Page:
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Design and the consumer

On the eve of the world's biggest packaging exhibition, Interpack in Dusseldorf, Terri Goldstein gives her views on the importance of good design and its influence on the consumer

Terri Goldstein The Goldstein Group

What impact has packaging design generally on the consumer?
A highly emotive one. Consumers always perceive and identify themselves by the brands they consume.
How do consumers use to make decisions, is there an order in which their senses respond?
Yes, color is always first, shapes are second, symbols are third and words are last. The overall goal is to create a visual vocabulary that may be seen, felt and understood within 5 seconds or less!
To what extent does colour, shape or any other attribute of the packaging affect the consumer’s decisions when buying a certain product? Does this differ in product groups?
Yes, colours have the instant ability to telegraph deep subconcious meanings and messages that are decoded by an individual. To do this, it is key to understand their early childhood associations and life experiences, which is often uncovered in qualitative research. Also, shapes and symbols are decoded in the same way, from life experiences. Understanding the core enthusiasts’ background, rituals, lifestyle and matching these up to trends and aspirations are key to developing these core identifiors.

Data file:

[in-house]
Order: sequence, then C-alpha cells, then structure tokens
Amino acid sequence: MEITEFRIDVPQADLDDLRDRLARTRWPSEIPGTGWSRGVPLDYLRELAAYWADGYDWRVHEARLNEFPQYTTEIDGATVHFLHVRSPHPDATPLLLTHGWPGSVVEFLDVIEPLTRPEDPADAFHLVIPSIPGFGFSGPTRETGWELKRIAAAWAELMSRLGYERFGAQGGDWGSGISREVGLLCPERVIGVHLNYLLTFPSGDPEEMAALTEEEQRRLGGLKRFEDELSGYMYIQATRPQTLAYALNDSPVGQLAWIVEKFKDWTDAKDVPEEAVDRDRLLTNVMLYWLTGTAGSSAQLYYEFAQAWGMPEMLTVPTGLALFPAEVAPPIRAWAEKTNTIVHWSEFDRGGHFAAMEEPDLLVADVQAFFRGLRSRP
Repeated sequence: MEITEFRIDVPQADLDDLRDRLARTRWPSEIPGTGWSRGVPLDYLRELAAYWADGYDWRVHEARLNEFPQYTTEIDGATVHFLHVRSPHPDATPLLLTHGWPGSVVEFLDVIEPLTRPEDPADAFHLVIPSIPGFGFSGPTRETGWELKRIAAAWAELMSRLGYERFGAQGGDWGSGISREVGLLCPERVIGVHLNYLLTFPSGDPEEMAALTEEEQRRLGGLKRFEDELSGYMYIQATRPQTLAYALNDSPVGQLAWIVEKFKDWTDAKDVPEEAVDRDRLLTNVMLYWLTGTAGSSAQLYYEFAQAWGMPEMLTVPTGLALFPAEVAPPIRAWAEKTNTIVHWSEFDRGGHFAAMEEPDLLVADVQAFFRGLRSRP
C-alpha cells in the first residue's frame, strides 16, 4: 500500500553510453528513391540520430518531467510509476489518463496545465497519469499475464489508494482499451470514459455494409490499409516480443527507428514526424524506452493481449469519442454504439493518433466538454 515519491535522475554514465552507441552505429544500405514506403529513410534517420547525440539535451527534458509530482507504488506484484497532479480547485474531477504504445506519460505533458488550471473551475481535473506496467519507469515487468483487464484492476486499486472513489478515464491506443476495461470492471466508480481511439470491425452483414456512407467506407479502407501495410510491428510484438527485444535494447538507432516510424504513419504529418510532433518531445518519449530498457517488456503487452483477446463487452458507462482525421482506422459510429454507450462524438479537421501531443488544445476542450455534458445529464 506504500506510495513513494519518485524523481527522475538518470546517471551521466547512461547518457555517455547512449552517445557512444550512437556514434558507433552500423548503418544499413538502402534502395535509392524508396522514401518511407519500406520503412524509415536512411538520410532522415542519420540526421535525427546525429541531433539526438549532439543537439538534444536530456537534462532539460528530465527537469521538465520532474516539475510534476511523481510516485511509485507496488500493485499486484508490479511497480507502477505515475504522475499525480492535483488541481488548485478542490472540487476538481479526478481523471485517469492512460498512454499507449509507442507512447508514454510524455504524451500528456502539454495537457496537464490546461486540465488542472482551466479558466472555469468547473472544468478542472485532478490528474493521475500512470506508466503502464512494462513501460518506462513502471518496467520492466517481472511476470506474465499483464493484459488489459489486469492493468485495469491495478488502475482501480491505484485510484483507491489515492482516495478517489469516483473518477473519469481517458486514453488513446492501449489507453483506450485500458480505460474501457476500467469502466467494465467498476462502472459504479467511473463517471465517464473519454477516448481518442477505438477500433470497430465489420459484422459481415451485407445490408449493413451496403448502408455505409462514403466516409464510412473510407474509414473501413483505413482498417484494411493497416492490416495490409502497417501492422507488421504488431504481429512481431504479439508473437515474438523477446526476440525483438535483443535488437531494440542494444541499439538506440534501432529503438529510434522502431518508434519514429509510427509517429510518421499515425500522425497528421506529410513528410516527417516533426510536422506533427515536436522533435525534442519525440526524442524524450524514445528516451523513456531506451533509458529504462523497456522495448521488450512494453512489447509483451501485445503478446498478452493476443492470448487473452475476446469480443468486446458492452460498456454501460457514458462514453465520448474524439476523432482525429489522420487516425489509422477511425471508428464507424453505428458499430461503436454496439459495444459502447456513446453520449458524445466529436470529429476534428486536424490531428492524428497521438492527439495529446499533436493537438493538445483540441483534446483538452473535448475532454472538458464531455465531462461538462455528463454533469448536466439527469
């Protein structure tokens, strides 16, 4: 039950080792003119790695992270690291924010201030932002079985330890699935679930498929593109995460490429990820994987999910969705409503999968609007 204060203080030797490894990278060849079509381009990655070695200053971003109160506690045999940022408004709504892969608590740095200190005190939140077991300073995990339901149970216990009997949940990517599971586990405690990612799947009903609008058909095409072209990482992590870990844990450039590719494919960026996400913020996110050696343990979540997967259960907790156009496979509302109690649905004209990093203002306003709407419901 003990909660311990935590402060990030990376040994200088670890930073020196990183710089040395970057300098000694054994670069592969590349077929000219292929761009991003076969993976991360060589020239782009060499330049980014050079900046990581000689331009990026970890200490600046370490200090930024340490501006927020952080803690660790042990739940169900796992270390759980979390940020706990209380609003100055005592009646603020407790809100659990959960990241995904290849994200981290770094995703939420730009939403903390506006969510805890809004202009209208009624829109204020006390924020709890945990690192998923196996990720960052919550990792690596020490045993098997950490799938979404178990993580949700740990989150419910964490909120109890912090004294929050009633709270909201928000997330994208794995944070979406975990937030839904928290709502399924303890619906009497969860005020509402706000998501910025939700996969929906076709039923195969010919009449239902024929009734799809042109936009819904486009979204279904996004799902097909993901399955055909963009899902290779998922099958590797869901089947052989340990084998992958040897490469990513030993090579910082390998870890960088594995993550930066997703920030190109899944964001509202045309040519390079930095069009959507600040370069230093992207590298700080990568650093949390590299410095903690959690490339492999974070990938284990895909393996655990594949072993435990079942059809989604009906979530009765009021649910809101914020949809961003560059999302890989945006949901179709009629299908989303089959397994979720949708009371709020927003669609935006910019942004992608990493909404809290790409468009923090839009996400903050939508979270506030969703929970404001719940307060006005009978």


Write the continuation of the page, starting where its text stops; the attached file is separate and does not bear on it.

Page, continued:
Can you tell us where the trends are going in packaging?
As consumers continue to cross-shop in multiple retail environments and grow their online sensibilities, packaging will continue to evolve to become more purposeful, streamlined and truly designed to fit into consumers cocoons (their homes) in meaningful ways. This engagement in people’s lives can manifest as a brand appearing as home décor, or through brands providing “privacy panels” for personal products that consumers wish to keep private, even from other family members. If you are not familiar with privacy panel, think of them as mini-wall paper for your package to conceal the brand and contents.
What effect has the growing part of e-commerce on packaging design? Does it become more or less important?
It becomes increasingly more important. Brands in this environment are often reduced to one square inch. As a result the only comparison and contrast is the price. The Goldstein Group always recommends attaching a signature to your brand, so when it is online, consumers can select it because of brand loyalty and not just by quantity and price. A good example is Maker’s Mark’s red wax cover on the bottle, which is an undeniable brand signature.
How would you define your approach to design?
INFORMED. We always inform our design team and gain our client consensus before we start a project with a retail SWOT, consumer insights, client insights, historical perspective, primary and secondary target, lifestyle and rituals of the core enthusiast, and trends and purchase behavior of the category we are assigned to. All this is synthesised into a visual brand brief so we can start to develop key images that our clients agree with prior to starting the assignment. As we know a picture is worth a 1,000 words and this diligence ensures that we are all on the same page before we begin. This also sets up the visual criteria in which to evaluate the work which guards against the subjectivity that packaging is often prey to!
Your company The Goldstein Group offers the “shelf sight sequence”. What do you mean by this?